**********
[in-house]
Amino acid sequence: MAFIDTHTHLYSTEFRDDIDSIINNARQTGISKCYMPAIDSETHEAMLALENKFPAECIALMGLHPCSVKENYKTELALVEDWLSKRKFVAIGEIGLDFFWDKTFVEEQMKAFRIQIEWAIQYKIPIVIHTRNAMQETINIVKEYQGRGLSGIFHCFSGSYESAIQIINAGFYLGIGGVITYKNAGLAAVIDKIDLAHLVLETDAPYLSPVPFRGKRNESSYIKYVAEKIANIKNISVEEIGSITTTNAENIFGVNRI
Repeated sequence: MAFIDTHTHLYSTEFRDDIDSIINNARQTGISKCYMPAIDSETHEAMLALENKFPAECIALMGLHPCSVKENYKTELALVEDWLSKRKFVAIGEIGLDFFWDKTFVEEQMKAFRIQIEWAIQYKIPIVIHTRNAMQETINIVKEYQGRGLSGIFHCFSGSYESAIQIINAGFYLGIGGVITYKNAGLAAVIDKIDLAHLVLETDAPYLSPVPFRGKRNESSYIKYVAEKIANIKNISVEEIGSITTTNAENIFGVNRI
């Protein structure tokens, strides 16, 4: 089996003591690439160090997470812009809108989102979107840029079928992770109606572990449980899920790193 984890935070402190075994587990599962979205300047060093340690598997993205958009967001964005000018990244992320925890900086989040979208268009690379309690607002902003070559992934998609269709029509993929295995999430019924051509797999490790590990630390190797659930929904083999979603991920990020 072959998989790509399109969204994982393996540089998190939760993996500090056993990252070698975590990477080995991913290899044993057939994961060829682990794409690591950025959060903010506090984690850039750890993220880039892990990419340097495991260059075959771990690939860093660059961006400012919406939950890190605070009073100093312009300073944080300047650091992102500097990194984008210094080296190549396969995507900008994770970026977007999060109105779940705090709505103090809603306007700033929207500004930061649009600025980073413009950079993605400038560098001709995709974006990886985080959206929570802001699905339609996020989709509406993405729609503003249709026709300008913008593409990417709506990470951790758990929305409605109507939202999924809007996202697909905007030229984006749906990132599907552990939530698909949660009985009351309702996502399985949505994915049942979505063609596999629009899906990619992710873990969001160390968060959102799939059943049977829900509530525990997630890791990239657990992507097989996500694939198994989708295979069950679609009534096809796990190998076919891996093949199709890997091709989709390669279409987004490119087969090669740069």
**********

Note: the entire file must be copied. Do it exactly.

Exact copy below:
[in-house]
Amino acid sequence: MAFIDTHTHLYSTEFRDDIDSIINNARQTGISKCYMPAIDSETHEAMLALENKFPAECIALMGLHPCSVKENYKTELALVEDWLSKRKFVAIGEIGLDFFWDKTFVEEQMKAFRIQIEWAIQYKIPIVIHTRNAMQETINIVKEYQGRGLSGIFHCFSGSYESAIQIINAGFYLGIGGVITYKNAGLAAVIDKIDLAHLVLETDAPYLSPVPFRGKRNESSYIKYVAEKIANIKNISVEEIGSITTTNAENIFGVNRI
Repeated sequence: MAFIDTHTHLYSTEFRDDIDSIINNARQTGISKCYMPAIDSETHEAMLALENKFPAECIALMGLHPCSVKENYKTELALVEDWLSKRKFVAIGEIGLDFFWDKTFVEEQMKAFRIQIEWAIQYKIPIVIHTRNAMQETINIVKEYQGRGLSGIFHCFSGSYESAIQIINAGFYLGIGGVITYKNAGLAAVIDKIDLAHLVLETDAPYLSPVPFRGKRNESSYIKYVAEKIANIKNISVEEIGSITTTNAENIFGVNRI
């Protein structure tokens, strides 16, 4: 089996003591690439160090997470812009809108989102979107840029079928992770109606572990449980899920790193 984890935070402190075994587990599962979205300047060093340690598997993205958009967001964005000018990244992320925890900086989040979208268009690379309690607002902003070559992934998609269709029509993929295995999430019924051509797999490790590990630390190797659930929904083999979603991920990020 072959998989790509399109969204994982393996540089998190939760993996500090056993990252070698975590990477080995991913290899044993057939994961060829682990794409690591950025959060903010506090984690850039750890993220880039892990990419340097495991260059075959771990690939860093660059961006400012919406939950890190605070009073100093312009300073944080300047650091992102500097990194984008210094080296190549396969995507900008994770970026977007999060109105779940705090709505103090809603306007700033929207500004930061649009600025980073413009950079993605400038560098001709995709974006990886985080959206929570802001699905339609996020989709509406993405729609503003249709026709300008913008593409990417709506990470951790758990929305409605109507939202999924809007996202697909905007030229984006749906990132599907552990939530698909949660009985009351309702996502399985949505994915049942979505063609596999629009899906990619992710873990969001160390968060959102799939059943049977829900509530525990997630890791990239657990992507097989996500694939198994989708295979069950679609009534096809796990190998076919891996093949199709890997091709989709390669279409987004490119087969090669740069």